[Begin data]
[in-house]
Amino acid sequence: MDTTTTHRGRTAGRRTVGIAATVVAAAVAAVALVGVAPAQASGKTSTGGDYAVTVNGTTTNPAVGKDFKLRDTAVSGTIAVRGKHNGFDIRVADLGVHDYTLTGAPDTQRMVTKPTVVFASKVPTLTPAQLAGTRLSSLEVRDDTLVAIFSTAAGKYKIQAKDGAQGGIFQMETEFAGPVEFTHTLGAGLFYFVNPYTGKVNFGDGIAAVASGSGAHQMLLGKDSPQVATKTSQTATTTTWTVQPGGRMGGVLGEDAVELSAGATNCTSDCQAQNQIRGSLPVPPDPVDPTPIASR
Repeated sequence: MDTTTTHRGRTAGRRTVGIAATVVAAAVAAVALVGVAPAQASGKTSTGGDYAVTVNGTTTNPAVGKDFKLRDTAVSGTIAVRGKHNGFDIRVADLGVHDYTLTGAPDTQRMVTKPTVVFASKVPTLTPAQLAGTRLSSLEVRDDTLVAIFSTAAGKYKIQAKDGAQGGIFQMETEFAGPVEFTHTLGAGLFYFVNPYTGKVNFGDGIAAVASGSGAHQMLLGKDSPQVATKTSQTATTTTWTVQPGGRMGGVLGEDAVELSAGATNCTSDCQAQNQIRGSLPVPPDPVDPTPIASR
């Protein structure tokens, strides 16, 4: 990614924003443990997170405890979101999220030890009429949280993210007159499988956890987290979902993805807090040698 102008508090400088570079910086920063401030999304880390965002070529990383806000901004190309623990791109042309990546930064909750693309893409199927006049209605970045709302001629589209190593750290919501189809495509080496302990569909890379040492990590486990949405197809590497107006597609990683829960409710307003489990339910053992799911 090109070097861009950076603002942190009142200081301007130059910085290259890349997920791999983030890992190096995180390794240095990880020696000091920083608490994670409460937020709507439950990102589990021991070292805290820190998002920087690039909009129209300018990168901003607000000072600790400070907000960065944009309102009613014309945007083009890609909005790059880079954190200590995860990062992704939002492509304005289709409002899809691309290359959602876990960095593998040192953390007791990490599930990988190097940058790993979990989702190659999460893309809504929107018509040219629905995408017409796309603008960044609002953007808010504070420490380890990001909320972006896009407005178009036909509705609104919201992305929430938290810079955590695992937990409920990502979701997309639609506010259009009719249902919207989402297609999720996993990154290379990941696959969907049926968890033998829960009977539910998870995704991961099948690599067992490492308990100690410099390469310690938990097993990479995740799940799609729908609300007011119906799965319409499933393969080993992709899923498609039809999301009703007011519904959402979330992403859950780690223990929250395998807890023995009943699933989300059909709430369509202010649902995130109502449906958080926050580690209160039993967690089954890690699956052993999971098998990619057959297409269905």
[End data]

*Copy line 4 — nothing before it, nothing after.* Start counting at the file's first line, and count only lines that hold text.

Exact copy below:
């Protein structure tokens, strides 16, 4: 990614924003443990997170405890979101999220030890009429949280993210007159499988956890987290979902993805807090040698 102008508090400088570079910086920063401030999304880390965002070529990383806000901004190309623990791109042309990546930064909750693309893409199927006049209605970045709302001629589209190593750290919501189809495509080496302990569909890379040492990590486990949405197809590497107006597609990683829960409710307003489990339910053992799911 090109070097861009950076603002942190009142200081301007130059910085290259890349997920791999983030890992190096995180390794240095990880020696000091920083608490994670409460937020709507439950990102589990021991070292805290820190998002920087690039909009129209300018990168901003607000000072600790400070907000960065944009309102009613014309945007083009890609909005790059880079954190200590995860990062992704939002492509304005289709409002899809691309290359959602876990960095593998040192953390007791990490599930990988190097940058790993979990989702190659999460893309809504929107018509040219629905995408017409796309603008960044609002953007808010504070420490380890990001909320972006896009407005178009036909509705609104919201992305929430938290810079955590695992937990409920990502979701997309639609506010259009009719249902919207989402297609999720996993990154290379990941696959969907049926968890033998829960009977539910998870995704991961099948690599067992490492308990100690410099390469310690938990097993990479995740799940799609729908609300007011119906799965319409499933393969080993992709899923498609039809999301009703007011519904959402979330992403859950780690223990929250395998807890023995009943699933989300059909709430369509202010649902995130109502449906958080926050580690209160039993967690089954890690699956052993999971098998990619057959297409269905």